YZ: So, you two worked on this collaboration piece during the pandemic last year. Do you think the confined (or lockdown/social distance/solitary) situation affected you two in some way to make this piece sound how it turned out?
JD: Yes, the whole process for this piece happened during the pandemic. In many ways there is an unavoidable aspect of distance in the resulting sound but I think this distance — whether it be spatial, harmonic, or conceptual — has been living in both Koen’s and my music already for some time. Once we began sending materials back and forth to one another it really developed quite fast, and naturally as well. I think we were both excited to have the time to work on something together and also find a healthy distraction from the noise of the pandemic mess happening all around. Koen, do you remember this feeling from that time?
KN: I was in a very peaceful place during the spring of 2020, both literally and figuratively. And I felt very fortunate to have the time and mind space to work on things. I think there’s different conceptions of distance in the piece we made, but ultimately, for the listener (even myself) I think there is a coherent sound world where sounds relate to each other in a very unforced manner. This world sounds very big though, with objects floating and ringing in the distance, as well as right in front of your ears.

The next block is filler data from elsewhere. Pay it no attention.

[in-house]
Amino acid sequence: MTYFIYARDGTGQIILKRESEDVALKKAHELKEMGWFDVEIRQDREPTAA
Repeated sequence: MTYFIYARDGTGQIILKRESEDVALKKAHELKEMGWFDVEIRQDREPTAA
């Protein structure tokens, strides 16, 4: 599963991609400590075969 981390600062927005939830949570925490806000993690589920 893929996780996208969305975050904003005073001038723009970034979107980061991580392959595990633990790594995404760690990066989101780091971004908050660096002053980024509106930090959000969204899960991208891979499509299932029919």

YZ: The entire piece seems to be moving along the fringe of 'harmonies' (or the borderline between the harmonies and pre-harmonies). How do you consider the issue of 'harmonies' in your piece?
JD: I think of the harmonic content in the piece as living within a fragile, yet also curious sound world. The sometimes warbling, sometimes immersive sound design gives the sustain in the viola and pitch-pipe an unstable quality while the quiet piano chords and scales (which reside in their own type of expansive sound world) bring about an intriguing intimacy.